A formal time for making heartfelt amends

Wishing to demonstrate regret over past actions and practices

Health tips for your whole life

Health tips for your whole life

National Day of Healing and Reconciliation – June 11 2012, is the National Day of Healing and Reconciliation. So what does that mean? In 2008 both Australia and Canada recognized that past government policies of assimilation and the residential school system caused great hardship to Aboriginal people.

Both governments condemned the creation of the system that carried these policies out. In Australia the day is called Sorry Day and was the original basis of the National Day of Healing and Reconciliation (NHDR) in Canada. NDHR is a day when we can all learn more about the collective history of Aboriginal and non-

Aboriginal peoples in Canada and gain a greater understanding of the policies that contributed to the tragic dismantling of Aboriginal cultures, language and spirituality. Families, individuals, communities, churches, and governments are now moving towards celebrating the positives of collective healing and reconciliation.

As a health care worker how does this have relevance to my tobacco reduction work in Aboriginal communities?Many of the legacies of a fractured culture are detrimental to the health of our native communities – high rates of tobacco addiction are one example. We have not been immune to the instant gratification of using and abusing commercial tobacco.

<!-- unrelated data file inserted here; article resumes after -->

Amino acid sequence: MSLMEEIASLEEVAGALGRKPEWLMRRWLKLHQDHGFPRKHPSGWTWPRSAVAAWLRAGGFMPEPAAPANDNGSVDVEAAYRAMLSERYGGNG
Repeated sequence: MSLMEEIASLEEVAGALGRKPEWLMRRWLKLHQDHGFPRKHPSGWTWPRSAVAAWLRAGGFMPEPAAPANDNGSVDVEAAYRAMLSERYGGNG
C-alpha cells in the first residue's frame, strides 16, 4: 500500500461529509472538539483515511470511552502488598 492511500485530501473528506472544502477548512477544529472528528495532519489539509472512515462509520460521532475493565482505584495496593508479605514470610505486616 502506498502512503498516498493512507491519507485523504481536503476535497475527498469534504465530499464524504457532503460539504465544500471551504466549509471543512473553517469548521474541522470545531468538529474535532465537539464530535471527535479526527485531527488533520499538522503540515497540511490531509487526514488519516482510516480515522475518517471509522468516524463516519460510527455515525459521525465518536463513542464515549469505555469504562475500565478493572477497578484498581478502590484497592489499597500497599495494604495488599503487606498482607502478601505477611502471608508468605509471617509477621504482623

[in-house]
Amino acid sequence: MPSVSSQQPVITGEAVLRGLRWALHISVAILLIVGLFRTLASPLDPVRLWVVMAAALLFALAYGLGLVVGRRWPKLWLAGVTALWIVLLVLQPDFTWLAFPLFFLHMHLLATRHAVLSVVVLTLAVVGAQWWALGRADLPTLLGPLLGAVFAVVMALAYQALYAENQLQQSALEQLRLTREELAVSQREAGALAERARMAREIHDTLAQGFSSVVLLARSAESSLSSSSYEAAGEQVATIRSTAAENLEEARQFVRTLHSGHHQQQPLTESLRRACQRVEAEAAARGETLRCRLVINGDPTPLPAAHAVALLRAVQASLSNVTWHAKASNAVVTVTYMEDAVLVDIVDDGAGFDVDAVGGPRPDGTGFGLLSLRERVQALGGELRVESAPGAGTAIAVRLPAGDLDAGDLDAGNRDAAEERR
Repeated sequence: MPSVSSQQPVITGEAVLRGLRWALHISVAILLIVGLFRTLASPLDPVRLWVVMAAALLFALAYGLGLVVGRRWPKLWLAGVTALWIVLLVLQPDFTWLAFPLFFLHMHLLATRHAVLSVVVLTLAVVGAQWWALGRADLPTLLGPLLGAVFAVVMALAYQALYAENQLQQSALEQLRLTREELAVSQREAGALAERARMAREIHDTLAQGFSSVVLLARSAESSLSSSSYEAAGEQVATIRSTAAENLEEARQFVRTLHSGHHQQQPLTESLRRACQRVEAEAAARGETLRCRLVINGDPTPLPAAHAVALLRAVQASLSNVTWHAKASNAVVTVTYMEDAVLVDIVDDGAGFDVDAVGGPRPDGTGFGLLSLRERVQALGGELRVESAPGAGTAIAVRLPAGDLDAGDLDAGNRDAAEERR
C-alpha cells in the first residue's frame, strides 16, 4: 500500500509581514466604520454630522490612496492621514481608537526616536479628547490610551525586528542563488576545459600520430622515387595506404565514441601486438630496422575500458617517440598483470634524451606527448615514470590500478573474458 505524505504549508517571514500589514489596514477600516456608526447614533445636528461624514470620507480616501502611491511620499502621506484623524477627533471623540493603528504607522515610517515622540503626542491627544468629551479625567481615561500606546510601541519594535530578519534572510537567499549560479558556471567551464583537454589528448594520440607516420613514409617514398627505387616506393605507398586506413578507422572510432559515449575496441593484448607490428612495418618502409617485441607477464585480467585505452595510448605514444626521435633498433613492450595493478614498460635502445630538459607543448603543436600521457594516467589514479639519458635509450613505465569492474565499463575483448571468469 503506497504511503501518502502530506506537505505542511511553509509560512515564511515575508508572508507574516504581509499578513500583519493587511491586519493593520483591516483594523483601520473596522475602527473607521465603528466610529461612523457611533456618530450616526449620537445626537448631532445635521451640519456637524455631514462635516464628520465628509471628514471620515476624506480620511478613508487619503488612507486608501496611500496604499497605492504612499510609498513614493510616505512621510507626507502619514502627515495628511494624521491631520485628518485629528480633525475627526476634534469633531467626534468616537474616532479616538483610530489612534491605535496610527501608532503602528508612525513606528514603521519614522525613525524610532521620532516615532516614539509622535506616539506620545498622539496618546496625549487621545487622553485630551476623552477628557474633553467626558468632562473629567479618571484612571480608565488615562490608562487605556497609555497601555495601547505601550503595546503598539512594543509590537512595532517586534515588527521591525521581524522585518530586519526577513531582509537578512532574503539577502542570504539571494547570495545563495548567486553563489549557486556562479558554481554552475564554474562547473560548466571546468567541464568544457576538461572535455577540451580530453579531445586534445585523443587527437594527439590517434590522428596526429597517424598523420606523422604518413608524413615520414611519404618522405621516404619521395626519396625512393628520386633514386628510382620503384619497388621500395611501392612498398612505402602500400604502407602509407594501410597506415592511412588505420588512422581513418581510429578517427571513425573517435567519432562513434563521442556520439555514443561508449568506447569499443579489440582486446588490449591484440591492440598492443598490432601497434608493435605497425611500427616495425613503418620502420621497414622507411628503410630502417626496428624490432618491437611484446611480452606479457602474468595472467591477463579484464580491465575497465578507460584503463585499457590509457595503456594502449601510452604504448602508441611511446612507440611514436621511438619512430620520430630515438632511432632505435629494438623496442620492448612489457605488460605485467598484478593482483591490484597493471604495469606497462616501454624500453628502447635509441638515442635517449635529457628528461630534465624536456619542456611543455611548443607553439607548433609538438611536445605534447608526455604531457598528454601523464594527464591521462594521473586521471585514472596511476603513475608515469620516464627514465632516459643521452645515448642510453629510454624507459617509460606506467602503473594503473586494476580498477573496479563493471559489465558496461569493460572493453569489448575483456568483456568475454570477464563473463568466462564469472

Fortunately, using cultural practices, language, respect for medicines and traditions aboriginal people can regain their healthy lifestyles.Communities can celebrate their way of life by honouring traditions such as growing our own tobacco for use in ceremonies and medicine.

We can celebrate our elders and our healers by returning to growing what we use and not misusing tobacco as something smoked then cast off on the ground under our feet. In the spirit of NDHR, many communities in the Interior Health region have taken steps to restore some of these practices and are now growing tobacco for ceremonial use while  working hard to help people address addiction to smoking tobacco.

For more information about the National Day of Healing and Reconciliation visit: www.ndhr.ca.

Author:  Kym Howay is an Aboriginal Tobacco Reduction coordinator with Interior Health